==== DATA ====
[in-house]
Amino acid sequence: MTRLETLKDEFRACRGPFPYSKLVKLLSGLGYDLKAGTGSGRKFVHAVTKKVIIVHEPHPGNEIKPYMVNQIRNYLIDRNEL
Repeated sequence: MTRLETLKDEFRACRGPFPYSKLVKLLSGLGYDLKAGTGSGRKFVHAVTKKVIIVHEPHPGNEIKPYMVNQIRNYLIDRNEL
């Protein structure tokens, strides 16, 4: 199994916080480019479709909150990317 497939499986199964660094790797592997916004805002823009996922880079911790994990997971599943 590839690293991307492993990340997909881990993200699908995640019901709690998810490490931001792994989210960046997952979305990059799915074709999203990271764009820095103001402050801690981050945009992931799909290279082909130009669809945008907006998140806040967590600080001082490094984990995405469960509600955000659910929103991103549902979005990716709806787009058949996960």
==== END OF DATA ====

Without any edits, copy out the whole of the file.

[in-house]
Amino acid sequence: MTRLETLKDEFRACRGPFPYSKLVKLLSGLGYDLKAGTGSGRKFVHAVTKKVIIVHEPHPGNEIKPYMVNQIRNYLIDRNEL
Repeated sequence: MTRLETLKDEFRACRGPFPYSKLVKLLSGLGYDLKAGTGSGRKFVHAVTKKVIIVHEPHPGNEIKPYMVNQIRNYLIDRNEL
């Protein structure tokens, strides 16, 4: 199994916080480019479709909150990317 497939499986199964660094790797592997916004805002823009996922880079911790994990997971599943 590839690293991307492993990340997909881990993200699908995640019901709690998810490490931001792994989210960046997952979305990059799915074709999203990271764009820095103001402050801690981050945009992931799909290279082909130009669809945008907006998140806040967590600080001082490094984990995405469960509600955000659910929103991103549902979005990716709806787009058949996960």